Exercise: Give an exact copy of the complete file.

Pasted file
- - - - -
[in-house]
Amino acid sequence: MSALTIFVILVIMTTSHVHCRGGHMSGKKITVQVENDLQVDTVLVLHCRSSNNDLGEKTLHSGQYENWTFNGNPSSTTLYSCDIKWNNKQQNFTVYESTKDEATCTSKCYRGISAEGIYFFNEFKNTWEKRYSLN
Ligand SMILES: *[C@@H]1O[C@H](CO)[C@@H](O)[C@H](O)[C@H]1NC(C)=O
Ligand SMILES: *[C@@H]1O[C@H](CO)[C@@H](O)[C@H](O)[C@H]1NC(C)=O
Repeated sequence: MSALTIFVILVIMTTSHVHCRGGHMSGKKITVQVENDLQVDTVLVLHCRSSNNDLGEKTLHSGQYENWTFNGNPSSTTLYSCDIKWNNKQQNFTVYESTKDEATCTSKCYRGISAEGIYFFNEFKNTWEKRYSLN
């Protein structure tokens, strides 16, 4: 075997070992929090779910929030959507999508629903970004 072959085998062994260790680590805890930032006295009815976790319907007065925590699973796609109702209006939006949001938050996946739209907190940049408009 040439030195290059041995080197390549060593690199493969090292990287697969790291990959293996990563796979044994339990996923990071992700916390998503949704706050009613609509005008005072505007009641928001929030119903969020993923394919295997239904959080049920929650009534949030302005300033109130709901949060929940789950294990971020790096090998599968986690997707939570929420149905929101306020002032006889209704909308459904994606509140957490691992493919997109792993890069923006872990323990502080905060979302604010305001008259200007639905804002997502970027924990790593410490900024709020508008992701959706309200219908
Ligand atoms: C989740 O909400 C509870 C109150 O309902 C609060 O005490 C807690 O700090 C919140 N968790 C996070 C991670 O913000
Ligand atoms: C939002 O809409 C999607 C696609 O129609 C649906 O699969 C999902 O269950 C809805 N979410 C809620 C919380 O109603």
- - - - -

[in-house]
Amino acid sequence: MSALTIFVILVIMTTSHVHCRGGHMSGKKITVQVENDLQVDTVLVLHCRSSNNDLGEKTLHSGQYENWTFNGNPSSTTLYSCDIKWNNKQQNFTVYESTKDEATCTSKCYRGISAEGIYFFNEFKNTWEKRYSLN
Ligand SMILES: *[C@@H]1O[C@H](CO)[C@@H](O)[C@H](O)[C@H]1NC(C)=O
Ligand SMILES: *[C@@H]1O[C@H](CO)[C@@H](O)[C@H](O)[C@H]1NC(C)=O
Repeated sequence: MSALTIFVILVIMTTSHVHCRGGHMSGKKITVQVENDLQVDTVLVLHCRSSNNDLGEKTLHSGQYENWTFNGNPSSTTLYSCDIKWNNKQQNFTVYESTKDEATCTSKCYRGISAEGIYFFNEFKNTWEKRYSLN
């Protein structure tokens, strides 16, 4: 075997070992929090779910929030959507999508629903970004 072959085998062994260790680590805890930032006295009815976790319907007065925590699973796609109702209006939006949001938050996946739209907190940049408009 040439030195290059041995080197390549060593690199493969090292990287697969790291990959293996990563796979044994339990996923990071992700916390998503949704706050009613609509005008005072505007009641928001929030119903969020993923394919295997239904959080049920929650009534949030302005300033109130709901949060929940789950294990971020790096090998599968986690997707939570929420149905929101306020002032006889209704909308459904994606509140957490691992493919997109792993890069923006872990323990502080905060979302604010305001008259200007639905804002997502970027924990790593410490900024709020508008992701959706309200219908
Ligand atoms: C989740 O909400 C509870 C109150 O309902 C609060 O005490 C807690 O700090 C919140 N968790 C996070 C991670 O913000
Ligand atoms: C939002 O809409 C999607 C696609 O129609 C649906 O699969 C999902 O269950 C809805 N979410 C809620 C919380 O109603």